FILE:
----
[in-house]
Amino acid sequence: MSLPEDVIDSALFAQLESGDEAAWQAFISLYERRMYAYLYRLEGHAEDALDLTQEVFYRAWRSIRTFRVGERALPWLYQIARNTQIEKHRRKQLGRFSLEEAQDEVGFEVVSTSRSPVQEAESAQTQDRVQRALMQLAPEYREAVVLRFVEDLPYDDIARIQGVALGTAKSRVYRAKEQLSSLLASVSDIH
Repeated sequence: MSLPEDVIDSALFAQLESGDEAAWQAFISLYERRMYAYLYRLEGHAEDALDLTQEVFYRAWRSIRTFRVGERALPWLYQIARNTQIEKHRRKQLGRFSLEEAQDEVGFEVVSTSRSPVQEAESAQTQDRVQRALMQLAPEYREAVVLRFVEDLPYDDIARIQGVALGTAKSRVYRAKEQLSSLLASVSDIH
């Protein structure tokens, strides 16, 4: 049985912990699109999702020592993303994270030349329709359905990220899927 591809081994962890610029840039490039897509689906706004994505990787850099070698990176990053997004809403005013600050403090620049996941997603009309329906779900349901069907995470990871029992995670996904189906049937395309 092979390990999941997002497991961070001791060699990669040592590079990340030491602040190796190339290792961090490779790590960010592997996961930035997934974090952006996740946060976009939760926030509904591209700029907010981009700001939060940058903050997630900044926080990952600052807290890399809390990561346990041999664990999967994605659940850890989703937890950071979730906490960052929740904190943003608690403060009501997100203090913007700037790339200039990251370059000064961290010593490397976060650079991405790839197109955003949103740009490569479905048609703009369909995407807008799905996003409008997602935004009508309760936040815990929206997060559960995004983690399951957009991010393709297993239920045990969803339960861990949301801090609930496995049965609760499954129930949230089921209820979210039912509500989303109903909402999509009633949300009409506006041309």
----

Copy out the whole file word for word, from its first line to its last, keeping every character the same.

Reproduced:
[in-house]
Amino acid sequence: MSLPEDVIDSALFAQLESGDEAAWQAFISLYERRMYAYLYRLEGHAEDALDLTQEVFYRAWRSIRTFRVGERALPWLYQIARNTQIEKHRRKQLGRFSLEEAQDEVGFEVVSTSRSPVQEAESAQTQDRVQRALMQLAPEYREAVVLRFVEDLPYDDIARIQGVALGTAKSRVYRAKEQLSSLLASVSDIH
Repeated sequence: MSLPEDVIDSALFAQLESGDEAAWQAFISLYERRMYAYLYRLEGHAEDALDLTQEVFYRAWRSIRTFRVGERALPWLYQIARNTQIEKHRRKQLGRFSLEEAQDEVGFEVVSTSRSPVQEAESAQTQDRVQRALMQLAPEYREAVVLRFVEDLPYDDIARIQGVALGTAKSRVYRAKEQLSSLLASVSDIH
């Protein structure tokens, strides 16, 4: 049985912990699109999702020592993303994270030349329709359905990220899927 591809081994962890610029840039490039897509689906706004994505990787850099070698990176990053997004809403005013600050403090620049996941997603009309329906779900349901069907995470990871029992995670996904189906049937395309 092979390990999941997002497991961070001791060699990669040592590079990340030491602040190796190339290792961090490779790590960010592997996961930035997934974090952006996740946060976009939760926030509904591209700029907010981009700001939060940058903050997630900044926080990952600052807290890399809390990561346990041999664990999967994605659940850890989703937890950071979730906490960052929740904190943003608690403060009501997100203090913007700037790339200039990251370059000064961290010593490397976060650079991405790839197109955003949103740009490569479905048609703009369909995407807008799905996003409008997602935004009508309760936040815990929206997060559960995004983690399951957009991010393709297993239920045990969803339960861990949301801090609930496995049965609760499954129930949230089921209820979210039912509500989303109903909402999509009633949300009409506006041309």